Crucially, later on, in the late 1990s, also Tony Blair took up a strategy that resembled Thatcher’s: a fact that testifies that the latter had been a true “institutional innovator”.
So to speak, the Thatcher's turn was a trigger for the establishment of a wealth of what, according to Diletti, can be defined as “political think tanks”. Although institutions like the Chatham House cannot be considered as such (they served a much broader purpose of gathering decision-makers and élites, generally speaking), what happened after the late 1970s must be linked to the politics of the UK.
In Germany instead, think tanks serve a different purpose if compared to the US and the UK. “Far from being an expression of different political and civil-society interests, think tanks can be understood as research-based organisations that provide scientific evidence for the whole institutional system. This also implies that, more than elsewhere, some key think tanks in Germany are directly backed by public authorities and money”. Nevertheless, one must concede that in Germany, political foundations such as the Konrad Adenauer Foundation, for instance, play a substitute role vis à vis think tanks in Anglo-Saxon countries. These foundations are often directly linked to political parties and, thus, play a relevant role in the production of policy ideas.
Apart from the German case, the very same reasons that explain why think tanks originally flourished in the US and the UK, also shed some light on why the phenomenon did not play out likewise in other European countries.
When it comes to France, “this has always been a country putting a lot of effort on homogenising its ruling class”, Diletti argues. “It is no secret that institutions like the ENA play a pivotal role in the development of the French State administration”. Given this context, economic players in the country are less keen to back think tanks and establish entities that could play the role of a sort of “parallel diplomacy”.
Nevertheless, France is still one of the countries with the highest number of think tanks according to the Go To Global Think Tank Index Report. Indeed, it is Southern Europe which really stands out as the “weaker spot”.
To capture the relative “strength” of countries we calculated, for each country, a ratio of the number of times a country appears in either research-area related top 10 lists, over the total number of think tanks in the very same member state. The results are shown in figure 3.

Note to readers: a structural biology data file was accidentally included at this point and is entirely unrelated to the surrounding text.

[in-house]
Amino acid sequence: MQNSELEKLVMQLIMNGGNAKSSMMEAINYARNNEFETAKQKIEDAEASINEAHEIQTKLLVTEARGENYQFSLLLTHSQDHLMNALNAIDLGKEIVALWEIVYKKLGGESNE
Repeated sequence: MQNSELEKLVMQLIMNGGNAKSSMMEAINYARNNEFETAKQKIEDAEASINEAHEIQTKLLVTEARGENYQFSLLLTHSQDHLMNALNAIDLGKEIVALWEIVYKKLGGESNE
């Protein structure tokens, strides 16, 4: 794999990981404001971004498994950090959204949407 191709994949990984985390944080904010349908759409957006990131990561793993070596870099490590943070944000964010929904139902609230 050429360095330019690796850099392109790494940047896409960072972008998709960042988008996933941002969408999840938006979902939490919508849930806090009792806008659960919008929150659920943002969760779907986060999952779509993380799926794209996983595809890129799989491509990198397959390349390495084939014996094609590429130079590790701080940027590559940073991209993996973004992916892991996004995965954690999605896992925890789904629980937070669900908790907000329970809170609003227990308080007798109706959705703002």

Italy, the country featuring the fourth highest number of think tanks in the EU (see figure 1), appears only five times in EU top 10 rankings (in the research-areas “defence and national security”, “foreign policy and international affairs”, and “domestic health”). As such its ratio is quite low compared to other even smaller countries, such as Poland, for instance.
Commenting these results, Diletti points out that Southern countries suffer from a “systematic deficit”, namely: “The lack of a significant number of business actors who have an interest in developing a shared world view of the ruling class”. In other terms, “the economic nature of a country, such as the presence of either small-case o larger businesses, plays a role in the development of intellectual-political infrastructures”.
But why does Italy display such a high number of think tanks then? Similarly to what happened in the UK, it is a historically political turn that can explain the numbers.
“As a set of financial scandals unravelled the political system in the early 1990s, parties lost track of their traditional role of developers of leadership”. As a result, “think tanks took their place”. Most importantly, Italy features a distinct feature in the global context, as “think tanks are disproportionally linked to single politicians”, rather than to political areas.
One might wonder whether, and how, all of this plays out in the context of the multi-level European governance system. More specifically, does the relative presence of think tanks lead to more influence on the European stage?
“I don’t think so”, says Diletti. Better said: “There is no direct link between think tanks at the national level and EU policy developments. EU policy-making is more dependent on think tanks in Brussels. Nowadays, the Belgian capital is de-facto the most similar place on earth to Washington DC” (note: the high amount of think tanks in Brussels also explains the high ratio-value and ranking of Belgium in all the previous figures).
However, “there might be in-direct dynamics at play”. Nowadays, “the ability of a member state to be vocal at the European level, certainly depends as well on its capacity to develop critical intellectual and political infrastructures at home”. Something the UK and Germany would appear to be particularly good at.